Six Day War Analysis

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Israel has been at an almost constant state of tension with its neighbors since it gained its independence in May 1948. The Jewish people, who have been persecuted and murdered for their faith and culture since biblical times, have always inhabited the Middle Eastern country of Israel. In 1881, the first Aaliyah, or wave of Jewish immigration, came into the nation, and four waves followed in the next 60 years. It wasn’t until the creation of Zionism, however, that the Jewish people began to covet the Land of Israel as the place promised to them by God to be the Jewish homeland. Thus tensions with close Arab countries began, as the Jews took over and “forced out” the previous inhabitants. Friction intensified when the United Nations partitioned …show more content…
Realism focuses on the international, or third image, motives for the way states behave. It stresses the fact that anarchy in the international system leads states to being self-interested and seeking to accumulate as much power as possible, foregoing any other states. There are three different types of realist thinking: human nature, defensive, and offensive. Human nature realism is a first image theory, which means that it focuses on the idea that individual choices are what causes outcomes in international relations. This form of realism states that it is “human nature” for individuals to seek power over other actors. (Shlaim, …show more content…
Israel emulated the prediction made by offensive realists of self-help: as is described in this analysis, Israel did not rely on making mutual agreement or treaties with other nations that would save them if they were to have to go to war with its neighbors. Israel was determined to help itself because the Jewish people believed that no one else was suited to help them due to the discrimination they had faced in the past. Additionally, Israel, like the other countries involved in this conflict, wanted to be a regional hegemon in the Middle East and the only way to do that was to maximize its power against those that wanted to take it by fighting harder and smarter than their adversaries.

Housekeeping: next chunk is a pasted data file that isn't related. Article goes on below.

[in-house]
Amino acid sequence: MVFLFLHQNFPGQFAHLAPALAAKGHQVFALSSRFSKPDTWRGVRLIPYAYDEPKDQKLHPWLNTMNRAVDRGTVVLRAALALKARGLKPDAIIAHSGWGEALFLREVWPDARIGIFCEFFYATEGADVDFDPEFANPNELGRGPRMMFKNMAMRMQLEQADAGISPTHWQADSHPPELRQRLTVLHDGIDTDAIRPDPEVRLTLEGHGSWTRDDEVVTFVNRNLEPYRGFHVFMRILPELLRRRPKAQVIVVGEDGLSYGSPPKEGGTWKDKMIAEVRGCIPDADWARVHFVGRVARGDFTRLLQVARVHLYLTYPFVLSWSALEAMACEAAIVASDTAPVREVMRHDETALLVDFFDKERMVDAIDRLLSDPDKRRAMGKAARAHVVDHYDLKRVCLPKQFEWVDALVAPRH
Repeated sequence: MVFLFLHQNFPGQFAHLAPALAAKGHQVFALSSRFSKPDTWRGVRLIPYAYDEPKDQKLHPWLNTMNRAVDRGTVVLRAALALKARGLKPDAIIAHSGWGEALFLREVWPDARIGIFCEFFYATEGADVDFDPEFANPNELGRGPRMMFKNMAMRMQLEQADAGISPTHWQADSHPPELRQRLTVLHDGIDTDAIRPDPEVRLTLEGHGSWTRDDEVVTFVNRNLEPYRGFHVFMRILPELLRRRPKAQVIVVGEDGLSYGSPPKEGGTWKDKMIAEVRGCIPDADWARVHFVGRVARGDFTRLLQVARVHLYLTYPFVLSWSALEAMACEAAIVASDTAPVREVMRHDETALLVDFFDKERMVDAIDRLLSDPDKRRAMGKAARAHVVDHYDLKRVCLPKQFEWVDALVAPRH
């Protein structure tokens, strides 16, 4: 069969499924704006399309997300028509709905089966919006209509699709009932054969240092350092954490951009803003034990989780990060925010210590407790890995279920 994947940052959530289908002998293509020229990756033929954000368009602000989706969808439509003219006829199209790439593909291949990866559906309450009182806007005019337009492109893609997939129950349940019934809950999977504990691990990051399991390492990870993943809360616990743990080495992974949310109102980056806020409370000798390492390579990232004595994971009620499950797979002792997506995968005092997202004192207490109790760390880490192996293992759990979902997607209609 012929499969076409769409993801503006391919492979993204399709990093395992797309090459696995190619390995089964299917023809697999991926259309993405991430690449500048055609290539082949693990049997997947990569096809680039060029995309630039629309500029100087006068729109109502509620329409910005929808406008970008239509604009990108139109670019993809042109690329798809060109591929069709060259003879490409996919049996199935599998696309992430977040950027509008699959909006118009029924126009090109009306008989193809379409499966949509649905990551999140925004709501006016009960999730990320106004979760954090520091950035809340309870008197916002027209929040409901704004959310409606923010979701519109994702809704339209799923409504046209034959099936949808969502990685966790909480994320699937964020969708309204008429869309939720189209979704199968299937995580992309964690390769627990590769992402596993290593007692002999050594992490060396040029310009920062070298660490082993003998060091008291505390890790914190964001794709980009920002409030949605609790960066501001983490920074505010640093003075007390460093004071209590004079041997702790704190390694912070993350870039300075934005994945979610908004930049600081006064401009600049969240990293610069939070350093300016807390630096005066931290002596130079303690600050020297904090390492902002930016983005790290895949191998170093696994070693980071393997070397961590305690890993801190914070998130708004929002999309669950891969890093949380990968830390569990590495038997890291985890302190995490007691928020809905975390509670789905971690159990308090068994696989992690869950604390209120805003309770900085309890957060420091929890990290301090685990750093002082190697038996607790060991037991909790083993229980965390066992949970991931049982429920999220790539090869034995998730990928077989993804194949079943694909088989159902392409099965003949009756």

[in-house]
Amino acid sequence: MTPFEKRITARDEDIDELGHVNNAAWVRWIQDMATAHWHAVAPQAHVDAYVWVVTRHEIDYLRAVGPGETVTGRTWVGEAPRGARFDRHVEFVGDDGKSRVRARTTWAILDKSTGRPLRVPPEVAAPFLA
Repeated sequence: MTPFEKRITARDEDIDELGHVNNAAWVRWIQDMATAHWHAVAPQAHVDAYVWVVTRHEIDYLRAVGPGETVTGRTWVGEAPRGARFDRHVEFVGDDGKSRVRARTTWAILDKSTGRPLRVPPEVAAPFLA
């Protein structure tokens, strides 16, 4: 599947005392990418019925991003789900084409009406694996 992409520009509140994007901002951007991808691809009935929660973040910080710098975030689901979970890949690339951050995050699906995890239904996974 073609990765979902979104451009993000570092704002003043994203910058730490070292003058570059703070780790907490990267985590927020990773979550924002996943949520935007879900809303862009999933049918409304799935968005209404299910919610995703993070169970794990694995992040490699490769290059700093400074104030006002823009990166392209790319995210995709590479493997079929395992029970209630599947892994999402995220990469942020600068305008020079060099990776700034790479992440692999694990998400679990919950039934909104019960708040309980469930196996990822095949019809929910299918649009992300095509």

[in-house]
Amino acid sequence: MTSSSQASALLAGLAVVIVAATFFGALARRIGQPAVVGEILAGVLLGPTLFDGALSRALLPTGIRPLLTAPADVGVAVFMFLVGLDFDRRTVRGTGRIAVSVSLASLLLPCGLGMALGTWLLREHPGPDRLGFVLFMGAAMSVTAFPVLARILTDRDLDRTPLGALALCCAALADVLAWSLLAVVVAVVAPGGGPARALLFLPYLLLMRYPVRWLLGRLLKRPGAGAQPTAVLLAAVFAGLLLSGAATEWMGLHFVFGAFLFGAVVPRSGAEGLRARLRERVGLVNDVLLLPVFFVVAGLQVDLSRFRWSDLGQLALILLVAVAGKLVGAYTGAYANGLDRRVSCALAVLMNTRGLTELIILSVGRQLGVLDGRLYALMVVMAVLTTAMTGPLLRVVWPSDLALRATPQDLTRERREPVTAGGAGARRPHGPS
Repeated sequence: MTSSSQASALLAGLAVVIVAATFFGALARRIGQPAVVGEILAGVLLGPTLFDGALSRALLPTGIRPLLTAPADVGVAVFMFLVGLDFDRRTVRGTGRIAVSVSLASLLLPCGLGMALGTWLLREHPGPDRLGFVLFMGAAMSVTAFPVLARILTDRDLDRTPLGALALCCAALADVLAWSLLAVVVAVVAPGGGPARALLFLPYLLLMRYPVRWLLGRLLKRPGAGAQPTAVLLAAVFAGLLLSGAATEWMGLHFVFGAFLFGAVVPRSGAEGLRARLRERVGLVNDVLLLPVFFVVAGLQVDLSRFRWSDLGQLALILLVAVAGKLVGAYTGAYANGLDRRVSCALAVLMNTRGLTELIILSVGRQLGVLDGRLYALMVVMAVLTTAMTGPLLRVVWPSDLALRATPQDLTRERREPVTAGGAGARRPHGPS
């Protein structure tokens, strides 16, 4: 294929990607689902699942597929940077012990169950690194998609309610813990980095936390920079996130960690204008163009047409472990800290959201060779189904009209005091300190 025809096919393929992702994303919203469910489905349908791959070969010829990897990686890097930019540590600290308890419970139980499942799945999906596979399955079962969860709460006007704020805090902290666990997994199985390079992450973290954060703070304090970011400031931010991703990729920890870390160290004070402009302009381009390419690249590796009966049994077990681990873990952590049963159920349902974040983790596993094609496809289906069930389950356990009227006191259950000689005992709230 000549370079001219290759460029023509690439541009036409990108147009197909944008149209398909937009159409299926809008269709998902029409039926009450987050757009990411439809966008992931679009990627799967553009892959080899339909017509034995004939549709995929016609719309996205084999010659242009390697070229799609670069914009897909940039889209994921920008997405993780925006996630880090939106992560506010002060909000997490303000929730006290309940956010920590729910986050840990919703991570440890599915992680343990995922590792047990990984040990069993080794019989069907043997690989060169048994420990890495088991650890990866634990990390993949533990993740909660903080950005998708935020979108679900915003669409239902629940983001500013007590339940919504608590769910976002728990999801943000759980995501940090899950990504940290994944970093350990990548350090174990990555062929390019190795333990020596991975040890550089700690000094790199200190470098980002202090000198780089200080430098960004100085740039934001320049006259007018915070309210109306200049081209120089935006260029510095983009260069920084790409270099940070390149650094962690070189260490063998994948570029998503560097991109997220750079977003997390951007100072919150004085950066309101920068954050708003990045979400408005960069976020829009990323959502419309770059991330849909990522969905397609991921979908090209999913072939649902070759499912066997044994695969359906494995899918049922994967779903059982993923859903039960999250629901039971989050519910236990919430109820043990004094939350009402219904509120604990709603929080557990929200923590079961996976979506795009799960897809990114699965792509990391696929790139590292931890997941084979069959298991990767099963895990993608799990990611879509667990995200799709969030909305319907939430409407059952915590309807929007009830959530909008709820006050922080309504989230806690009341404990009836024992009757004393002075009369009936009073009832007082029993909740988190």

Another major theme that Israel emulated with the start of the War was the security dilemma. The security dilemma is a concept derived by Robert Jervis that states that when one state’s security increases, it automatically decreases the security of another. This leads to a security competition between states because it forces them to increase their security faster and more efficiently than others so as not to fall behind. This causes war as actors fight for security

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